Caixin
Nov 19, 2019 07:57 PM
OPINION

Editorial: Distinguishing the ‘Forest’ and the ‘Trees’ in Risk Prevention

How should we understand “forest” and “trees” in risk prevention?  Photo: VCG
How should we understand “forest” and “trees” in risk prevention? Photo: VCG

Following the frequent defaults in the peer-to-peer lending industry, risks in small and midsize banks have also surfaced. Recently, Yichuan Rural Bank in Henan province and Yingkou Coastal Bank in Liaoning province suffered bank runs. The causes were said to be online rumors, which the regulators say will not cause systemic risk. We agree with this judgement, but we should also see that these recent events show how vulnerable market psychology is. At the recently concluded 10th Caixin Summit, the head of the China Banking and Insurance Regulatory Commission (CBIRC) proposed conducting a comprehensive examination of banking and insurance institutions, grasp the relationship between the “forest” and the “trees,” distinguish different situations, and give priority to the potential high-risk factors. This strategy is undoubtedly right.

In recent years, decision-makers have promoted deleveraging and risk prevention in the financial industry and have achieved positive results. For all kinds of chaos, the regulatory authorities have intervened in a timely manner and dealt with the issue, especially by disclosing information to effectively eliminate market panic. Local governments have also been sound in their responses. However, the incidents like Baoshang Bank, Bank of Jinzhou, and Hengfeng Bank have caused worry in the market over the operational status and asset quality of small and midsize banks. Today, though the deposit insurance systems have been in place for a while now, Internet rumors led to risky events for the banks, a sign worthy of vigilance.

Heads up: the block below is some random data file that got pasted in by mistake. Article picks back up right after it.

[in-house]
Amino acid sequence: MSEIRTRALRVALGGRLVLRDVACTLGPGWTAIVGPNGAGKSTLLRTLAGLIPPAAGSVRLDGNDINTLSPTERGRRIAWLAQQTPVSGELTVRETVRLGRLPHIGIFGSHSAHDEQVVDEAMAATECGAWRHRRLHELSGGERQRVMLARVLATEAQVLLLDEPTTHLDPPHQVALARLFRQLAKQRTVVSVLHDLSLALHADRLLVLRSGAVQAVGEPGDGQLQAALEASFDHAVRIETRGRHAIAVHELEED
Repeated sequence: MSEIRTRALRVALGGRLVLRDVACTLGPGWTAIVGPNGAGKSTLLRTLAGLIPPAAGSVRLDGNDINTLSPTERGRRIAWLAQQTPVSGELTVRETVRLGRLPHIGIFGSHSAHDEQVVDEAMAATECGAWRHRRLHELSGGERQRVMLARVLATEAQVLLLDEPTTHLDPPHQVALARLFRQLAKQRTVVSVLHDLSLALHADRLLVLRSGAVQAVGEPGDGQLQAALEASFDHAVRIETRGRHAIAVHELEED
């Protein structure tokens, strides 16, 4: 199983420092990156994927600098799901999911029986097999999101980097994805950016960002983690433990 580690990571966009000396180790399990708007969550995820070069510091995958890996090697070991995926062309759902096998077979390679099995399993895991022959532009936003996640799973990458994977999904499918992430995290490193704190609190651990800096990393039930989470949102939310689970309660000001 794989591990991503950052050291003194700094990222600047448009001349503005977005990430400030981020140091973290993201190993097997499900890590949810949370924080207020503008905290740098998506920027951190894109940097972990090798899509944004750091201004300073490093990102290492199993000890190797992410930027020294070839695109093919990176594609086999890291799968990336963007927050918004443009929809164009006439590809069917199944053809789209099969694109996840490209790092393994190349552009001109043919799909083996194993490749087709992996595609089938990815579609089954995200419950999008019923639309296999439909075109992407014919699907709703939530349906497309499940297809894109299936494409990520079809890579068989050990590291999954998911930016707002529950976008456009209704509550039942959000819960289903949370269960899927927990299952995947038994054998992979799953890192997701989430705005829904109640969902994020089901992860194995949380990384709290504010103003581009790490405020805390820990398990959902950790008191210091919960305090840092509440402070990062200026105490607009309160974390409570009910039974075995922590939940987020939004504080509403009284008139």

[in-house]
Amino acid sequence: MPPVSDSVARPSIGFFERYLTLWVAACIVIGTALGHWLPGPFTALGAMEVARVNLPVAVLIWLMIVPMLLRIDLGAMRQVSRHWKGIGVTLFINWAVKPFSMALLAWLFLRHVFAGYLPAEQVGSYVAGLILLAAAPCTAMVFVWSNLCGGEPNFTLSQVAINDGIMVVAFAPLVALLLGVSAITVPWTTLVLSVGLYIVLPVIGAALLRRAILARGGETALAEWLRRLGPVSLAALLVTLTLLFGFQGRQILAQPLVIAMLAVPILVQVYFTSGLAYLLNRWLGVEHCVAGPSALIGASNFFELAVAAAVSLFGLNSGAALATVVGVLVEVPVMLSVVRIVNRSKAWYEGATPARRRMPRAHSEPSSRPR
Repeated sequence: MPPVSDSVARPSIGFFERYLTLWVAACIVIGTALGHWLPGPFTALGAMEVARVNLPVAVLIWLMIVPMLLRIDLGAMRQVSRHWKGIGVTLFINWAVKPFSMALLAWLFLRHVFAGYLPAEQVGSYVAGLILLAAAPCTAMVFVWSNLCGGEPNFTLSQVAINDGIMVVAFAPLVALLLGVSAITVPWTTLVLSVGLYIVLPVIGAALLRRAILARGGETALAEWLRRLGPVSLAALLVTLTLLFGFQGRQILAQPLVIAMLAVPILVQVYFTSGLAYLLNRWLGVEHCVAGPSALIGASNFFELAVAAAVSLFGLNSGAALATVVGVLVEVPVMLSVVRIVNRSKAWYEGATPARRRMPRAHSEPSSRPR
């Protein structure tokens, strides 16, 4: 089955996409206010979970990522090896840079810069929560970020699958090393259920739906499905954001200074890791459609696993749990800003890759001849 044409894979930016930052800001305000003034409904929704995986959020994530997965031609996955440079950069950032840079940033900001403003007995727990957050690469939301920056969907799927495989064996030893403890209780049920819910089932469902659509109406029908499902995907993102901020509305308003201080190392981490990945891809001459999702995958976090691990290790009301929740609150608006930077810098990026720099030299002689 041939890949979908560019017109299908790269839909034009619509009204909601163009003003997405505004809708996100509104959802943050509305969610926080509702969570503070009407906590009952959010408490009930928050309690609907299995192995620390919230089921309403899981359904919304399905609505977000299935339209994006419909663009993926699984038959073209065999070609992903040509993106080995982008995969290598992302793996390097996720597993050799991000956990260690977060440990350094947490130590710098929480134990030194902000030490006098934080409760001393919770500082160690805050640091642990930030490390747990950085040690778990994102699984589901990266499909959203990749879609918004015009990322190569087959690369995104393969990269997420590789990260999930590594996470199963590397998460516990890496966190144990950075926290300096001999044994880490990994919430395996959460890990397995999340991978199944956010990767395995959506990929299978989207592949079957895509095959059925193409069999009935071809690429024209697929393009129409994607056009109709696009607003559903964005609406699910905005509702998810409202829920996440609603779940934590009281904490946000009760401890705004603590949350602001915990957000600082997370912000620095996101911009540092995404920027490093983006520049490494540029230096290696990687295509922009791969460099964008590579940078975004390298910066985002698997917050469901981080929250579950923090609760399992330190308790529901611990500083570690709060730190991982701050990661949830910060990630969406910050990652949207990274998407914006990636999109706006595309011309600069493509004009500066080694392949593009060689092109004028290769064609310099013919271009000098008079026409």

How should we understand “forest” and “trees” in risk prevention? First of all, we should pay attention to the accumulated disadvantages in banks, especially in small and midsize banks, which are reflected in their corporate governance. Some banks are controlled by insiders or have been reduced to being the “cash machines” of major shareholders. The confusion in the internal management systems and the overall low business capability are appalling. From a broader perspective, in recent years, many financial institutions, particularly small and midsize banks, have been expanding and entering into cross-regional operations. This has occurred through interbank business, illegal borrowing, and using intermediary platforms to solicit deposits at a high price, which has resulted in rising nonperforming loan rates, a lack of capital and other contradictions. This is a problem not only in the banking development strategy, but also in determining whether China’s financial market patterns are rational.

If we cannot differentiate between the forest and the trees, we cannot accurately understand the essence of China’s financial risk. Finance is not only the heart of the modern economy, but is also the supporter of the real economy. In recent years, downward pressure on China’s economic growth has increased, and many enterprises are struggling. According to a recently released survey of 217 small and misized banks, in the view of the governors, 21.5% of enterprises are slow-growing, 18.3% are difficult and unsustainable, and 14.6% of enterprises are shrinking and difficult to maintain. Why are so many enterprises facing such difficulties? A total of 85.5% of bank presidents said they were “affected by policy and institutional factors.” It should be recognized that in the process of financial deleveraging, the difficulty of real economic financing increases, leading to the defaults of some corporate bonds and an explosion in pledged equity. This objectively leads to the deterioration of the asset side of the balance sheets of commercial banks, and small and midsize banks bear the brunt.